Today, the winners of the architectural competition for a standard design of Ukrainian family-type small group homes were announced. The competition welcomed 17 designs, making it the largest Estonian-Ukrainian architectural collaboration to date. First place was awarded to the design, “Hata”, from DAGOpen OÜ. Second place went to the design, “Ruut”, from the Molumba architecture office, and third place was awarded to the design, “Krestiki Noliki”, from members of the creative team at KUU Architects. An honourable mention was presented to the design, “Segasumm”, submitted by a collaborative team from the offices of KOKO Architects and Drozdov & Partners.
“I am very glad that the winning design has been inspired by the architecture of Ukraine, and is based on the best European practices. It is greatly symbolic that such spaces designed by Estonian architects take into account the cultural context of Ukraine and add value to the environment. These architects have demonstrated that informed spatial decisions can be made even when attending to crisis projects, and that this does not have to incur significant additional costs,” said Minister of Culture Heidy Purga.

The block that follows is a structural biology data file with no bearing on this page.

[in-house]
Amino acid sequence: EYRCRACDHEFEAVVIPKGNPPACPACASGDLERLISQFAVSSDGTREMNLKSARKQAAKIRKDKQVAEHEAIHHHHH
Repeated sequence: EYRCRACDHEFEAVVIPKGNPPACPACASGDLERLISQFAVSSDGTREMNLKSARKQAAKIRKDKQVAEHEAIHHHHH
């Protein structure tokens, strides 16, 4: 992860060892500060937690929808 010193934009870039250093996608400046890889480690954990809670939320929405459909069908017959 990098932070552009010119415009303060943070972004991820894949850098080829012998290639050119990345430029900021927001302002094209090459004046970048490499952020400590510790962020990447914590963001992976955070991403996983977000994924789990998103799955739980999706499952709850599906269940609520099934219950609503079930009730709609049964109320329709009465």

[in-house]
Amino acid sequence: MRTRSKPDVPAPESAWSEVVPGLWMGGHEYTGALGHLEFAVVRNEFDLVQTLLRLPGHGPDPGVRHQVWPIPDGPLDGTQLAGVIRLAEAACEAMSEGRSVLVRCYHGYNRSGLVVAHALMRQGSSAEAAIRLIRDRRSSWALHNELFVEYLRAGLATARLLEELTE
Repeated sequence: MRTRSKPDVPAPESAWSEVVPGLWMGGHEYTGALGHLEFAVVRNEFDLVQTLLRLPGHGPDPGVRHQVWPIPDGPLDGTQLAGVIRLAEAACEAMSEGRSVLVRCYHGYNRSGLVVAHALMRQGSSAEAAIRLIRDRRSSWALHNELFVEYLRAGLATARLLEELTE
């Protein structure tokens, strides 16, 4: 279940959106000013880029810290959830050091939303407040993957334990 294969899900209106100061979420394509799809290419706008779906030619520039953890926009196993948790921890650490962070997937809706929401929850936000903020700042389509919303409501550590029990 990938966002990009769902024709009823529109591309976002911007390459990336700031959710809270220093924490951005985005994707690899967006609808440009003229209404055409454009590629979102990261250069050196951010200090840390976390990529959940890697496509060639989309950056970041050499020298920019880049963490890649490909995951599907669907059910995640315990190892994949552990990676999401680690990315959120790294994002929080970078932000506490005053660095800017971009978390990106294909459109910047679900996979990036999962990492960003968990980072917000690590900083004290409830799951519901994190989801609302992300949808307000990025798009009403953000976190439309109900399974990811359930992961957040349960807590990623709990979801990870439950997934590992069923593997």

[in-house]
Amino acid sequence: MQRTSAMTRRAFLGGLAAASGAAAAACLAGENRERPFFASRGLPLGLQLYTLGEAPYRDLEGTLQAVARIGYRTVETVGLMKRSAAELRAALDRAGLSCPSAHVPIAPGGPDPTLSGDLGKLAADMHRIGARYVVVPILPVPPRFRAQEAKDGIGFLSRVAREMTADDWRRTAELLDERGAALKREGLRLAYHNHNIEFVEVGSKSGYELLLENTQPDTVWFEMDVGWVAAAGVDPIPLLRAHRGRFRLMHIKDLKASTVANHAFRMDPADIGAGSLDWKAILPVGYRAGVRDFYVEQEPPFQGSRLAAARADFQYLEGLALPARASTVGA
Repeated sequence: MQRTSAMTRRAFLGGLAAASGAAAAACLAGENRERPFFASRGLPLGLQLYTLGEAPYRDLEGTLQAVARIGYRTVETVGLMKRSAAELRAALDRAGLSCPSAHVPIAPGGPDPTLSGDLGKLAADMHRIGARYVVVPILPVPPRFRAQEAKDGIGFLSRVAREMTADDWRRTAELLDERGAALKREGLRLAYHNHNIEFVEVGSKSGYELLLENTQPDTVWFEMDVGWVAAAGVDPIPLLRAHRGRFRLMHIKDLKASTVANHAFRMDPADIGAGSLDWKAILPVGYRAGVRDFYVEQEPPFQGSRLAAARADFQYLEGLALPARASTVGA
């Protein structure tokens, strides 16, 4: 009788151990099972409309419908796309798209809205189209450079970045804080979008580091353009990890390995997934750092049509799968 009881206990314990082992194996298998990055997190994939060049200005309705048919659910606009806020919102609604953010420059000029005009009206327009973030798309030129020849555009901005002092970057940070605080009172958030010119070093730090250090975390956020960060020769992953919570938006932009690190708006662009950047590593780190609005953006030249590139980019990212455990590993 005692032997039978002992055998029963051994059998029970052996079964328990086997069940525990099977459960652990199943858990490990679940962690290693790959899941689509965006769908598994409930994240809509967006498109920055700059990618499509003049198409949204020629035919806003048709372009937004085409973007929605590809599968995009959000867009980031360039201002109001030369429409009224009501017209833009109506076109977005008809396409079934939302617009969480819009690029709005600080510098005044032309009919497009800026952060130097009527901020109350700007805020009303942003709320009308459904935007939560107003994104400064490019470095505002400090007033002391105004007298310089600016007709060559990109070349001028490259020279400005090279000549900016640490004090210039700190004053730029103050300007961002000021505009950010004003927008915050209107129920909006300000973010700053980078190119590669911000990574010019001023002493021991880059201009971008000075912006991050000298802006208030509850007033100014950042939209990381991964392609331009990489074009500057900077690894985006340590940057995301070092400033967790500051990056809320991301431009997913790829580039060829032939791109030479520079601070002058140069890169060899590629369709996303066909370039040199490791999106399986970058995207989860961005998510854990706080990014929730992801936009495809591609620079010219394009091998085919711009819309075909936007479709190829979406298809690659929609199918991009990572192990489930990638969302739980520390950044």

“At this time, there are nearly 25,000 children living as orphans in Ukraine, many of whom have been left without parents due to the war. Providing a safe and nurturing environment for these children, in this time of war, is a huge challenge for Ukraine, and Estonia is ready to help. The competition gave us a great opportunity to create, in cooperation with Estonian and Ukrainian architects, a new family-type small group home that is suitable for construction throughout Ukraine. This way, we are able to support both Ukraine’s reconstruction efforts and its aspirations to join the European Union,” explained Andrea Kivi, Acting Executive Director of ESTDEV.
“Open architectural competitions are very important for Ukraine’s reconstruction efforts, as they present the best opportunity to both create a high-quality living environment and offer an effective way to prevent corruption,” said Andro Mänd, President of the Union of Estonian Architects.
“The very idea of this competition, with the desire to implement the best project at its core, has evoked great respect and gratitude. It was entirely captivating to study and compare the designs that were submitted, each of which was highly professional and unique. I am certain that any of the presented projects could be implemented in Ukraine. However, as in every competition, there are works that stand out for their greater artistic expression, professionalism, and use of the principles of sustainable development. These were the projects determined to be the most outstanding,” said jury member Olena Oliynyk, from the Union of Architects of Ukraine.
An honourable mention was awarded to the design, “Segasumm”, which was submitted by a collaborative team from the offices of KOKO Architects and Drozdov & Partners. The honourable mention was presented and funded by Thermory AS. In addition, the jury also recognized three other designs for their added value: “Kalyna_8”, from the Eek & Mutso Architecture Office, “Kalyna_16”, from AB Standup OÜ, and “HUBA”, from the architectural and engineering bureau, Sirkel & Mall.